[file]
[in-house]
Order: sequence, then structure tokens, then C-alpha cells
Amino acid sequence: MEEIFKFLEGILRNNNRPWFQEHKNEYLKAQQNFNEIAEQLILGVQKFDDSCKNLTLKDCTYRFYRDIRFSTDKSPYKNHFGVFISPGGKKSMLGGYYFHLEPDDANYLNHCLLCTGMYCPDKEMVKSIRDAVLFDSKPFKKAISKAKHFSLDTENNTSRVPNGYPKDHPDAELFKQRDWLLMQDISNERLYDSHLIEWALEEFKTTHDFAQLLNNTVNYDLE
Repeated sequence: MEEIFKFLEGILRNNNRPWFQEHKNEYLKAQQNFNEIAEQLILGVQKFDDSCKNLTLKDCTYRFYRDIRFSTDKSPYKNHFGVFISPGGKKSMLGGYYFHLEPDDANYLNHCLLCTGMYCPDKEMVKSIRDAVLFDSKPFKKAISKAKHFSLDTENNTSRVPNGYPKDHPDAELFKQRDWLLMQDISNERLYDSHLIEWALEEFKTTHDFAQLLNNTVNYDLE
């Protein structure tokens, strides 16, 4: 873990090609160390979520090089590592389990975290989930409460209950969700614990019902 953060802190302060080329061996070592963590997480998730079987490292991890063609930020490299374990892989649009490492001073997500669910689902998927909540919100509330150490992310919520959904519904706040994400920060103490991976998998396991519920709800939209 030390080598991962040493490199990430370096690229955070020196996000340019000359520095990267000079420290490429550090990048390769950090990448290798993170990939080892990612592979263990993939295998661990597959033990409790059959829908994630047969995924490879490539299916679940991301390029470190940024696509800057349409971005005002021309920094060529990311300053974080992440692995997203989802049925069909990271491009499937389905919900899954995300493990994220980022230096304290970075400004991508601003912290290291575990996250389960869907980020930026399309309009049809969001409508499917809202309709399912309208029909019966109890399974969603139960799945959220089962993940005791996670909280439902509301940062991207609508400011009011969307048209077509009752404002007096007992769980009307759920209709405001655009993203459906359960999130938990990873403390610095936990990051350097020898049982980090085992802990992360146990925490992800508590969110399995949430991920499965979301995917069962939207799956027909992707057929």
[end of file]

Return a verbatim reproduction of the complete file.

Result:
[in-house]
Order: sequence, then structure tokens, then C-alpha cells
Amino acid sequence: MEEIFKFLEGILRNNNRPWFQEHKNEYLKAQQNFNEIAEQLILGVQKFDDSCKNLTLKDCTYRFYRDIRFSTDKSPYKNHFGVFISPGGKKSMLGGYYFHLEPDDANYLNHCLLCTGMYCPDKEMVKSIRDAVLFDSKPFKKAISKAKHFSLDTENNTSRVPNGYPKDHPDAELFKQRDWLLMQDISNERLYDSHLIEWALEEFKTTHDFAQLLNNTVNYDLE
Repeated sequence: MEEIFKFLEGILRNNNRPWFQEHKNEYLKAQQNFNEIAEQLILGVQKFDDSCKNLTLKDCTYRFYRDIRFSTDKSPYKNHFGVFISPGGKKSMLGGYYFHLEPDDANYLNHCLLCTGMYCPDKEMVKSIRDAVLFDSKPFKKAISKAKHFSLDTENNTSRVPNGYPKDHPDAELFKQRDWLLMQDISNERLYDSHLIEWALEEFKTTHDFAQLLNNTVNYDLE
């Protein structure tokens, strides 16, 4: 873990090609160390979520090089590592389990975290989930409460209950969700614990019902 953060802190302060080329061996070592963590997480998730079987490292991890063609930020490299374990892989649009490492001073997500669910689902998927909540919100509330150490992310919520959904519904706040994400920060103490991976998998396991519920709800939209 030390080598991962040493490199990430370096690229955070020196996000340019000359520095990267000079420290490429550090990048390769950090990448290798993170990939080892990612592979263990993939295998661990597959033990409790059959829908994630047969995924490879490539299916679940991301390029470190940024696509800057349409971005005002021309920094060529990311300053974080992440692995997203989802049925069909990271491009499937389905919900899954995300493990994220980022230096304290970075400004991508601003912290290291575990996250389960869907980020930026399309309009049809969001409508499917809202309709399912309208029909019966109890399974969603139960799945959220089962993940005791996670909280439902509301940062991207609508400011009011969307048209077509009752404002007096007992769980009307759920209709405001655009993203459906359960999130938990990873403390610095936990990051350097020898049982980090085992802990992360146990925490992800508590969110399995949430991920499965979301995917069962939207799956027909992707057929």